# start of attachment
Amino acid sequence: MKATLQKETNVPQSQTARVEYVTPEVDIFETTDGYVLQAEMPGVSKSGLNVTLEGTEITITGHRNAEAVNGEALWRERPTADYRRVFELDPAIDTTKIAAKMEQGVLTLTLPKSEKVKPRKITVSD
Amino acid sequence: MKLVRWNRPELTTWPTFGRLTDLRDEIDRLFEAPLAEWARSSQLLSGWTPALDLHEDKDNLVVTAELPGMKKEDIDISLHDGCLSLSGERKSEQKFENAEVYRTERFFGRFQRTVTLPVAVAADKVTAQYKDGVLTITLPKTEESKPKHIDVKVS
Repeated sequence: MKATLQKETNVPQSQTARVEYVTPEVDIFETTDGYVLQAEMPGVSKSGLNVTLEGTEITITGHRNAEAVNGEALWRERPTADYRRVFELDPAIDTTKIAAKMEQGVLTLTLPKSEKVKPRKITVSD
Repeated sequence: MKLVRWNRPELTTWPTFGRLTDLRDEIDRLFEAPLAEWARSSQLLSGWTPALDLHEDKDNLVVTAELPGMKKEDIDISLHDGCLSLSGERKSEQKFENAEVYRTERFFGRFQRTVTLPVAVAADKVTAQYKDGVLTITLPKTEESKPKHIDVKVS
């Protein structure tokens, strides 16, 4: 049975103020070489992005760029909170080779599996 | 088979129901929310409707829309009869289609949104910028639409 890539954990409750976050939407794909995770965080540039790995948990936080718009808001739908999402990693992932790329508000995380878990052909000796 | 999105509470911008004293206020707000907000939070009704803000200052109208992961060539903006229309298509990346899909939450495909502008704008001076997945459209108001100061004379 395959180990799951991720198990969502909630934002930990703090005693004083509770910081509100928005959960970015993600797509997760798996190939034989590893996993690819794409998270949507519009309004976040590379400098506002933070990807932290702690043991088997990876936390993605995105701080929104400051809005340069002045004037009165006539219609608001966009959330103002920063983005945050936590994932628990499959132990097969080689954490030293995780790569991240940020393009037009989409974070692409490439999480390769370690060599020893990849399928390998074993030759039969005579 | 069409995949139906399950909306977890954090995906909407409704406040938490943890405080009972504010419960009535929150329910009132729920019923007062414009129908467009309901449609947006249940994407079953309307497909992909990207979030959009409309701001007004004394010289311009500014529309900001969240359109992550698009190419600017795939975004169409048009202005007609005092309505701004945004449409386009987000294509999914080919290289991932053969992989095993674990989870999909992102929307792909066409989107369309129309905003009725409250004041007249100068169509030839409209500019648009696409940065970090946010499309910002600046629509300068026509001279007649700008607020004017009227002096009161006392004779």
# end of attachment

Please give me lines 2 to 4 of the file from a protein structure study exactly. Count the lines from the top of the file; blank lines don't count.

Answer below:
Amino acid sequence: MKLVRWNRPELTTWPTFGRLTDLRDEIDRLFEAPLAEWARSSQLLSGWTPALDLHEDKDNLVVTAELPGMKKEDIDISLHDGCLSLSGERKSEQKFENAEVYRTERFFGRFQRTVTLPVAVAADKVTAQYKDGVLTITLPKTEESKPKHIDVKVS
Repeated sequence: MKATLQKETNVPQSQTARVEYVTPEVDIFETTDGYVLQAEMPGVSKSGLNVTLEGTEITITGHRNAEAVNGEALWRERPTADYRRVFELDPAIDTTKIAAKMEQGVLTLTLPKSEKVKPRKITVSD
Repeated sequence: MKLVRWNRPELTTWPTFGRLTDLRDEIDRLFEAPLAEWARSSQLLSGWTPALDLHEDKDNLVVTAELPGMKKEDIDISLHDGCLSLSGERKSEQKFENAEVYRTERFFGRFQRTVTLPVAVAADKVTAQYKDGVLTITLPKTEESKPKHIDVKVS